Hits & Misses Of 7 Alpha Seeking ETFs

August 04, 2015

4. Guggenheim Raymond James SB-1 Equity ETF (RYJ | B-63)

Wall Street is filled with analysts. No matter the sector or stock, there's probably an analyst out there covering it and offering a buy, sell or hold recommendation, along with a price target. The Guggenheim Raymond James SB-1 Equity ETF (RYJ), with $267 million in assets, attempts to capitalize on these experts' recommendations by purchasing the stocks rated as “Strong Buy” by Raymond James analysts.

The Market Vectors Morningstar Wide Moat ETF (MOAT | B-62), with $868 million in assets, employs a similar strategy, but uses recommendations from Morningstar analysts.

Of course, skeptics will argue that stock analysts are not particularly good market timers, and that such a strategy will tend to underperform over time. At least based on the recent history of RYJ, the skeptics seem to have the upper hand in the argument. The fund has been unable to deliver the significant outperformance it has promised. The ETF returned 2.7 percent so far in 2015, matching SPY, and 110 percent during the past five years, just a hair above SPY's 106 percent.

5. Direxion All Cap Insider Sentiment ETF (KNOW | B-83)

Who knows better about the prospects of a company than the CEO and other top executives? That's the thesis underlying an investment in the Direxion All Cap Insider Sentiment ETF (KNOW) and its rival the Guggenheim Insider Sentiment ETF (NFO | C-57), both with around $120 million in assets.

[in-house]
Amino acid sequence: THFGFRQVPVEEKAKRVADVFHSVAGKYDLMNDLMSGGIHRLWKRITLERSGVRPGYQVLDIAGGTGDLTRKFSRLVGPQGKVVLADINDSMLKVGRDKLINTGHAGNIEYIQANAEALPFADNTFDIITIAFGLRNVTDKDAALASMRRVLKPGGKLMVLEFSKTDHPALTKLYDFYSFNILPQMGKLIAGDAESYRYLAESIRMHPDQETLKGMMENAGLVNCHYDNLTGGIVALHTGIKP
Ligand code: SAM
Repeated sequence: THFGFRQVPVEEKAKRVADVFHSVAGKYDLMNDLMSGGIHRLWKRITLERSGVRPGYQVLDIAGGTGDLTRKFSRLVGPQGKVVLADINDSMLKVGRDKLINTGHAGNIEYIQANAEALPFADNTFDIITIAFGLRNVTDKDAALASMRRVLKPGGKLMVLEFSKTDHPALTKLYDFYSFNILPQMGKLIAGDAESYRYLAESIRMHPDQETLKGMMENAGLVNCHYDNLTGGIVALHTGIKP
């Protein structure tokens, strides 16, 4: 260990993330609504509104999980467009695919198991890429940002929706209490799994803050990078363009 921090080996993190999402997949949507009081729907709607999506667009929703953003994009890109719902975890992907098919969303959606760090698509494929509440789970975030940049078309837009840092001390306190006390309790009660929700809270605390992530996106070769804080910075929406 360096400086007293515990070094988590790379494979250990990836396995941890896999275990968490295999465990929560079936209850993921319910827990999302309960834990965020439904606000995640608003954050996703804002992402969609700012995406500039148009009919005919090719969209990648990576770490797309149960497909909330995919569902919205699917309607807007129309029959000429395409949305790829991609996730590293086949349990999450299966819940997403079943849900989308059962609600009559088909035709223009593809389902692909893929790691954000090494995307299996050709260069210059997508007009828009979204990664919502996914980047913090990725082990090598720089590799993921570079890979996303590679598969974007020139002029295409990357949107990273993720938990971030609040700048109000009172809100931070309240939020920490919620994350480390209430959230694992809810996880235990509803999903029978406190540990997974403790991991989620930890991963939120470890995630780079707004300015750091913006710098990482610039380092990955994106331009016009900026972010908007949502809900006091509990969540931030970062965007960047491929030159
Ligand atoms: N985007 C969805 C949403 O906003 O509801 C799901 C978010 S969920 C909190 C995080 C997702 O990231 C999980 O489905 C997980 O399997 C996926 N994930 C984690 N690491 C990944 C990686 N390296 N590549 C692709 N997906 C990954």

The two ETFs closely follow and mimic insider-buying trends seen in public disclosures. Both funds hold stocks in 100 companies and consider earnings when deciding on what to buy.

Year-to-date, KNOW has outperformed the market, with a gain of 4.6 percent, almost double that of SPY. It has also delivered outperformance since its inception in December 2011 with a gain of 101 percent versus 82 percent for SPY.

6. Guggenheim Spin-Off ETF (CSD | C-56)

One way in which a company with multiple businesses or segments may try to unlock value for shareholders is through a spinoff. By spinning off one of these segments into its own separate company, the hope is that the new firm (and old) will be more focused on its core business.


The Guggenheim Spin-Off ETF (CSD), which has accumulated a solid $500 million in assets, holds stocks of "a group of companies that have recently been spun off from larger corporations and have the opportunity to better focus on their core market segment and outperform."

Since the start of the year, CSD has failed to deliver on its promise, with a mere 0.6 percent return. However, over the past five years, it's done well, with a 132 percent return, beating the S&P 500.

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